“Let me teach you how to write a song
The first line must be brief but strong
And the second line should rhyme with something in your baby’s heart
Something that they know but cannot name
And in that way every song’s the same.”
From Every Song’s The Same, track two on Lower Reaches.
Though he exercises some artistic license in the opening line above, Justin Currie points out that he’s “as clueless as the next person” when it comes to the arcane art of songwriting. “It’s a process that will always remain a mystery to me”, he says. “When I wrote Every Song’s The Same I was aware that it could be misconstrued, but it was more, ‘Can somebody out there write something I can get excited about; something I can aim at?'”
After six albums with Del Amitri and three solo albums, what Currie has learned about songwriting is that you have to make yourself available to the muse. “Make sure you’re bored”, he says. “Make sure you’re alone.”
To that end, in 2012, the Glaswegian singer briefly extricated himself from city life. Renting a remote cottage, he hunkered down beneath The Cuillins, the mountain range that dominates the Hebridean island of Skye. Currie had no internet and no mobile phone, just an acoustic guitar, a piano, and a ghetto-blaster on which to record his ideas.
“I suppose it was a bit like my Brill Building”, he smiles. “You’re being your own boss and putting yourself under pressure to write. I thought, ‘If it all goes to fuck at least I can go hillwalking…'”
It was songs rather than Skye’s famous munros that got bagged, however. Currie wrote fifteen of them in eleven days, something of a personal best in terms of rapid-fire delivery. The Lower Reaches songs Falsetto, On A Roll, On My Conscience and Half Of Me were all shaped on Skye, and in the end Currie came back two days early and repaired to the pub for a well-earned pint. His mate Aldo remarked that he’d never seen him looking so relaxed.
By now the singer had over 30 songs demoed for the album that would become Lower Reaches. He’d noticed that, broadly-speaking, they addressed three subjects: love, mortality and music. Though his acclaimed solo debut What Is Love For (2007) and the follow-up The Great War (2010) had been self-produced, this time out Currie wanted an outside producer. He needed someone who could steer him on which songs to record, someone who would “take him out of the equation a bit.”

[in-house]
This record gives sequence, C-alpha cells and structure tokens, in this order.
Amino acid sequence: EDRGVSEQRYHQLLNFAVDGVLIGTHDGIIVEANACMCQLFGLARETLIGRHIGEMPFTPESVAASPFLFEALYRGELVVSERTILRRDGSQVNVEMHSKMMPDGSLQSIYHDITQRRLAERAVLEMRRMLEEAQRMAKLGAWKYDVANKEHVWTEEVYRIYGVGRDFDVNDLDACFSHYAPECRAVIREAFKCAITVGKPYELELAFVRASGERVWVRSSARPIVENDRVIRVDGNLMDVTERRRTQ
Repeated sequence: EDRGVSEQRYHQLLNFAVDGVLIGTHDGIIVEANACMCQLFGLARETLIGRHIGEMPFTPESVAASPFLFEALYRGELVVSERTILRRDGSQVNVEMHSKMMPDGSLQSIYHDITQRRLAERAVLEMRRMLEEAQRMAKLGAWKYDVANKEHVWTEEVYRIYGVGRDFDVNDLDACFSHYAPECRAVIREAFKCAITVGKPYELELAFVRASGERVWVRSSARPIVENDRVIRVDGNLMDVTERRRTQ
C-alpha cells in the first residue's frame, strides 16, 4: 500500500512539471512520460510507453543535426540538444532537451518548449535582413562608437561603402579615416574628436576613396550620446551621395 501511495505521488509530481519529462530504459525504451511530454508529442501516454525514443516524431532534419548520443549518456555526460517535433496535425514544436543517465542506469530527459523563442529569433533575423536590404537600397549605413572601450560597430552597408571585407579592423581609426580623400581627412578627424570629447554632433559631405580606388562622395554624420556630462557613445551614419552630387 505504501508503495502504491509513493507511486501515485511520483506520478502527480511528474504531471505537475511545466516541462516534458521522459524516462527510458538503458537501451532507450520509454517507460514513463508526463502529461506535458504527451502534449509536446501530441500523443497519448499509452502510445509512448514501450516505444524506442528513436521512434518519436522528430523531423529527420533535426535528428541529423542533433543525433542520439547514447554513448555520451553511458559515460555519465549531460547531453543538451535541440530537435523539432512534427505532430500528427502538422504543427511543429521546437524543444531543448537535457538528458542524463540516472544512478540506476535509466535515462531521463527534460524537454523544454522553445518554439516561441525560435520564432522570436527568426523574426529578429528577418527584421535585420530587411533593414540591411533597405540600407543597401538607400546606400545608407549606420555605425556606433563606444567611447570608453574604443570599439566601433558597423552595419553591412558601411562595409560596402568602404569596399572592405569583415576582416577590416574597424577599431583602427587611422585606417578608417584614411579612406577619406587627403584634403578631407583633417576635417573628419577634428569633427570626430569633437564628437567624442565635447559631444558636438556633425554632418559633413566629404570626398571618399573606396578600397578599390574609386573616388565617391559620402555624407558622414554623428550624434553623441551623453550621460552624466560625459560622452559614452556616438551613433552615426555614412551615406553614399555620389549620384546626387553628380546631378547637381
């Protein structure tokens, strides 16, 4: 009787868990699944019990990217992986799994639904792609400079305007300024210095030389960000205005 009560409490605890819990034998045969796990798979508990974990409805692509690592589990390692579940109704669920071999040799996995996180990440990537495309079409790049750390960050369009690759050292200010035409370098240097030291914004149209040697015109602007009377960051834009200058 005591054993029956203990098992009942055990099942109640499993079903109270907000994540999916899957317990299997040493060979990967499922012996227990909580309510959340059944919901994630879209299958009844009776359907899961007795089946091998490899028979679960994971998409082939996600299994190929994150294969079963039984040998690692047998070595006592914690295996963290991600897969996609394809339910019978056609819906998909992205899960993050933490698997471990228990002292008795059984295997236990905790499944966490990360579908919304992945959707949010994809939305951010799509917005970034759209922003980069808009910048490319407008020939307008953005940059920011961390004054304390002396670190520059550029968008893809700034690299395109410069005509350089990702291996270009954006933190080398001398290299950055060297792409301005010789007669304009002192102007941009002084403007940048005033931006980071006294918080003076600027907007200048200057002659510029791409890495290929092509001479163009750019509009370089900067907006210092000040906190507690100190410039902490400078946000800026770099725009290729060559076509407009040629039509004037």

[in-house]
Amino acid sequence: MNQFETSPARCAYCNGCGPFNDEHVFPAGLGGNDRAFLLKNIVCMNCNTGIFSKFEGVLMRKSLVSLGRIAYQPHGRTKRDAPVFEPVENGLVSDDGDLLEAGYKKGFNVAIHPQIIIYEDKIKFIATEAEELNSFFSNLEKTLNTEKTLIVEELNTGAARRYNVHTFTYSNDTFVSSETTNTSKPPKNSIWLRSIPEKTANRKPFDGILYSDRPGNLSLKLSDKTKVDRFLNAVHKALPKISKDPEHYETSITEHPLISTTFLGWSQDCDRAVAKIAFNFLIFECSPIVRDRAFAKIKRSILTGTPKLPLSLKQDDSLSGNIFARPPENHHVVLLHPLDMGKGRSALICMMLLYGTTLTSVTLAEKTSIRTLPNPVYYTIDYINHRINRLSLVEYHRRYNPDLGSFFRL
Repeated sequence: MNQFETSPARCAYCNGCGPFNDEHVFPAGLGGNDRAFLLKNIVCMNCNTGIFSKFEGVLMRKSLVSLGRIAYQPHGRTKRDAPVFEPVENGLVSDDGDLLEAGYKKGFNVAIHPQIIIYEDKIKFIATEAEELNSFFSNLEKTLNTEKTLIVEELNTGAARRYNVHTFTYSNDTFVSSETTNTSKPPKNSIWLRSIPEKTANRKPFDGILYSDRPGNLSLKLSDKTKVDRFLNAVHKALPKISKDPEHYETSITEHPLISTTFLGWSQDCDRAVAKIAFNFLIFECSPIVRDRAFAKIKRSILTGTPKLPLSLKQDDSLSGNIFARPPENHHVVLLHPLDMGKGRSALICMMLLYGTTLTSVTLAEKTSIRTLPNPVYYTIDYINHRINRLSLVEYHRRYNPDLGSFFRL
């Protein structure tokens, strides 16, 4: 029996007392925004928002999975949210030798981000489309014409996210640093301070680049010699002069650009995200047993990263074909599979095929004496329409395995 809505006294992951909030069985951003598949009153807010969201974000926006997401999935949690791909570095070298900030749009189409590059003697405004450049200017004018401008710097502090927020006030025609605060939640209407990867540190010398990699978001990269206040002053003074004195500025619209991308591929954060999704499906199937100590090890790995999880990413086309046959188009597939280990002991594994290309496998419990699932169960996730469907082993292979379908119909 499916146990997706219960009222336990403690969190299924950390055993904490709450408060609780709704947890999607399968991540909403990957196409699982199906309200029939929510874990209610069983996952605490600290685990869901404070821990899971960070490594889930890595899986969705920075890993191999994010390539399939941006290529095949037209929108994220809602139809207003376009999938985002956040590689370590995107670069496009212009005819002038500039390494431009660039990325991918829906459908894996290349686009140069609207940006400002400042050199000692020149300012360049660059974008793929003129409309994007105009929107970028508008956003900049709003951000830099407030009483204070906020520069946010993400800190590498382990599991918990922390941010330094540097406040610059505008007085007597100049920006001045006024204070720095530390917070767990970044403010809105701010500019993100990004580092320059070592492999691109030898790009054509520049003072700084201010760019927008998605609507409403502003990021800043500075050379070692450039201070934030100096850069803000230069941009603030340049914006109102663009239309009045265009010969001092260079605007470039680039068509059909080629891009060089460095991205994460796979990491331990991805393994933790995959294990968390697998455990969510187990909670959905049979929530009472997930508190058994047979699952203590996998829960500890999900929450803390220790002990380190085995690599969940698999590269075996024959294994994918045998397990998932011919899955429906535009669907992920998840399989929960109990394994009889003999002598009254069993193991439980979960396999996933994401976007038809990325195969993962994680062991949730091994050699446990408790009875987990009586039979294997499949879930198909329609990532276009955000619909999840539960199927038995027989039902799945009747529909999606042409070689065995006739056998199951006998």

Having heard and rated Clear Heart Full Eyes, the debut solo album by The Hold Steady’s Craig Finn, Currie approached its producer, Mike McCarthy. McCarthy liked what he heard, and soon Currie was headed for the vintage analogue gear-festooned den that is McCarthy’s Austin, Texas-based studio. He packed a copy of Amexica:War Along The Borderline, Ed Vulliamy’s book about drug feuds down Mexico way, in his suitcase.
“The sessions were were actually quite scary”, says Currie. “Mike just took over. He’s revered by the local musicians around Austin because of his work on the …And You Will Know Us by the Trail of Dead records, so there was no question of me leading the musicians.
“I hadn’t met any of the guys he hired to play before I went out there, but even although some of them were half my age, they all had exquisite taste. I didn’t need to explain any references or worry about the palette.”